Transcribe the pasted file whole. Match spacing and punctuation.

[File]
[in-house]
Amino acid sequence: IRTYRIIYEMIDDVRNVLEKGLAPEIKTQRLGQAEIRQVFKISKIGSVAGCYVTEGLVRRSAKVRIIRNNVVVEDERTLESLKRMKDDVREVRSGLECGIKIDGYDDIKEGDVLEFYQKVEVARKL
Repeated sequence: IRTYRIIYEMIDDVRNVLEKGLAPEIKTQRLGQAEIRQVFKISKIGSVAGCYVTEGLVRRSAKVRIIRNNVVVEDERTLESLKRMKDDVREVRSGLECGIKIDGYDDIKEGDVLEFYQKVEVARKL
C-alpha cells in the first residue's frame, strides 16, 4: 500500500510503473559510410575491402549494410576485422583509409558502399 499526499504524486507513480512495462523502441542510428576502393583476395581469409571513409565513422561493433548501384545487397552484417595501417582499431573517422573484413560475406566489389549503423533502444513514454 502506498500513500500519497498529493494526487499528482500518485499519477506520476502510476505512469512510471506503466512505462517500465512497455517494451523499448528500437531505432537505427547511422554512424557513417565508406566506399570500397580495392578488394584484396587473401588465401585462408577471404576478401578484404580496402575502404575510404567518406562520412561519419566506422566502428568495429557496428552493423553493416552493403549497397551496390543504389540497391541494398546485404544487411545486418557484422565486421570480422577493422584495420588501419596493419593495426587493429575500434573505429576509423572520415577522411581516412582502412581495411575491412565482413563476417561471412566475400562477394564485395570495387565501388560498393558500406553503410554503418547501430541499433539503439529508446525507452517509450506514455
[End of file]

[in-house]
Amino acid sequence: IRTYRIIYEMIDDVRNVLEKGLAPEIKTQRLGQAEIRQVFKISKIGSVAGCYVTEGLVRRSAKVRIIRNNVVVEDERTLESLKRMKDDVREVRSGLECGIKIDGYDDIKEGDVLEFYQKVEVARKL
Repeated sequence: IRTYRIIYEMIDDVRNVLEKGLAPEIKTQRLGQAEIRQVFKISKIGSVAGCYVTEGLVRRSAKVRIIRNNVVVEDERTLESLKRMKDDVREVRSGLECGIKIDGYDDIKEGDVLEFYQKVEVARKL
C-alpha cells in the first residue's frame, strides 16, 4: 500500500510503473559510410575491402549494410576485422583509409558502399 499526499504524486507513480512495462523502441542510428576502393583476395581469409571513409565513422561493433548501384545487397552484417595501417582499431573517422573484413560475406566489389549503423533502444513514454 502506498500513500500519497498529493494526487499528482500518485499519477506520476502510476505512469512510471506503466512505462517500465512497455517494451523499448528500437531505432537505427547511422554512424557513417565508406566506399570500397580495392578488394584484396587473401588465401585462408577471404576478401578484404580496402575502404575510404567518406562520412561519419566506422566502428568495429557496428552493423553493416552493403549497397551496390543504389540497391541494398546485404544487411545486418557484422565486421570480422577493422584495420588501419596493419593495426587493429575500434573505429576509423572520415577522411581516412582502412581495411575491412565482413563476417561471412566475400562477394564485395570495387565501388560498393558500406553503410554503418547501430541499433539503439529508446525507452517509450506514455